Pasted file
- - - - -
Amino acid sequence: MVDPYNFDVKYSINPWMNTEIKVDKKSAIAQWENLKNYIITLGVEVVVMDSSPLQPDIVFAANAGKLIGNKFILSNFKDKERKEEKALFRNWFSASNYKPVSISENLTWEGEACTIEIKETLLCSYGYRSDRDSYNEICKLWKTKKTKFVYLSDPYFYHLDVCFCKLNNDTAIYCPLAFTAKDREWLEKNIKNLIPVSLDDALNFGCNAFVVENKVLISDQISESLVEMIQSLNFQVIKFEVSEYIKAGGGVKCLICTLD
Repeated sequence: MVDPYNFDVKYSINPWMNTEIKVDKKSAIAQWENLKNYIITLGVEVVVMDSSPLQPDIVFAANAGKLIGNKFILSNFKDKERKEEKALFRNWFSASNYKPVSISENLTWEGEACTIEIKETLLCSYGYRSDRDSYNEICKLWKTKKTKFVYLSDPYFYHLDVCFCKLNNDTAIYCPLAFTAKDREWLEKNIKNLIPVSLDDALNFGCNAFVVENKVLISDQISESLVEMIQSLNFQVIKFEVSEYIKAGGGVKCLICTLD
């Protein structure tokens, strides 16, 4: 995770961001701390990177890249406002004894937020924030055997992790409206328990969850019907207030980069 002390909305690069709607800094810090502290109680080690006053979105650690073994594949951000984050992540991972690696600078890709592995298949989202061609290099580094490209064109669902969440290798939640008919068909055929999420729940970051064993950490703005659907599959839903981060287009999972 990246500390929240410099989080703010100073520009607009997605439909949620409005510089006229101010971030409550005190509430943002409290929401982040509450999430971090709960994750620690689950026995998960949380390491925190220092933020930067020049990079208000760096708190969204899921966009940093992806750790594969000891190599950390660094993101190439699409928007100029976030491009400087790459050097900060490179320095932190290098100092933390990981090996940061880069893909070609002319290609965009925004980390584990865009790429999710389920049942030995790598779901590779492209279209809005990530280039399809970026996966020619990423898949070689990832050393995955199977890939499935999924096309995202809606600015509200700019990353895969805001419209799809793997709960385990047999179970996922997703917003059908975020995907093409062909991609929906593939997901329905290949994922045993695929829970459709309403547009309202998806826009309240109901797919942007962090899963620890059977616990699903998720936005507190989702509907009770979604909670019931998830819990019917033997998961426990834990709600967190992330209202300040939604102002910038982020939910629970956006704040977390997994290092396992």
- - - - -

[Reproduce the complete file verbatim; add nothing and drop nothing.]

Amino acid sequence: MVDPYNFDVKYSINPWMNTEIKVDKKSAIAQWENLKNYIITLGVEVVVMDSSPLQPDIVFAANAGKLIGNKFILSNFKDKERKEEKALFRNWFSASNYKPVSISENLTWEGEACTIEIKETLLCSYGYRSDRDSYNEICKLWKTKKTKFVYLSDPYFYHLDVCFCKLNNDTAIYCPLAFTAKDREWLEKNIKNLIPVSLDDALNFGCNAFVVENKVLISDQISESLVEMIQSLNFQVIKFEVSEYIKAGGGVKCLICTLD
Repeated sequence: MVDPYNFDVKYSINPWMNTEIKVDKKSAIAQWENLKNYIITLGVEVVVMDSSPLQPDIVFAANAGKLIGNKFILSNFKDKERKEEKALFRNWFSASNYKPVSISENLTWEGEACTIEIKETLLCSYGYRSDRDSYNEICKLWKTKKTKFVYLSDPYFYHLDVCFCKLNNDTAIYCPLAFTAKDREWLEKNIKNLIPVSLDDALNFGCNAFVVENKVLISDQISESLVEMIQSLNFQVIKFEVSEYIKAGGGVKCLICTLD
């Protein structure tokens, strides 16, 4: 995770961001701390990177890249406002004894937020924030055997992790409206328990969850019907207030980069 002390909305690069709607800094810090502290109680080690006053979105650690073994594949951000984050992540991972690696600078890709592995298949989202061609290099580094490209064109669902969440290798939640008919068909055929999420729940970051064993950490703005659907599959839903981060287009999972 990246500390929240410099989080703010100073520009607009997605439909949620409005510089006229101010971030409550005190509430943002409290929401982040509450999430971090709960994750620690689950026995998960949380390491925190220092933020930067020049990079208000760096708190969204899921966009940093992806750790594969000891190599950390660094993101190439699409928007100029976030491009400087790459050097900060490179320095932190290098100092933390990981090996940061880069893909070609002319290609965009925004980390584990865009790429999710389920049942030995790598779901590779492209279209809005990530280039399809970026996966020619990423898949070689990832050393995955199977890939499935999924096309995202809606600015509200700019990353895969805001419209799809793997709960385990047999179970996922997703917003059908975020995907093409062909991609929906593939997901329905290949994922045993695929829970459709309403547009309202998806826009309240109901797919942007962090899963620890059977616990699903998720936005507190989702509907009770979604909670019931998830819990019917033997998961426990834990709600967190992330209202300040939604102002910038982020939910629970956006704040977390997994290092396992």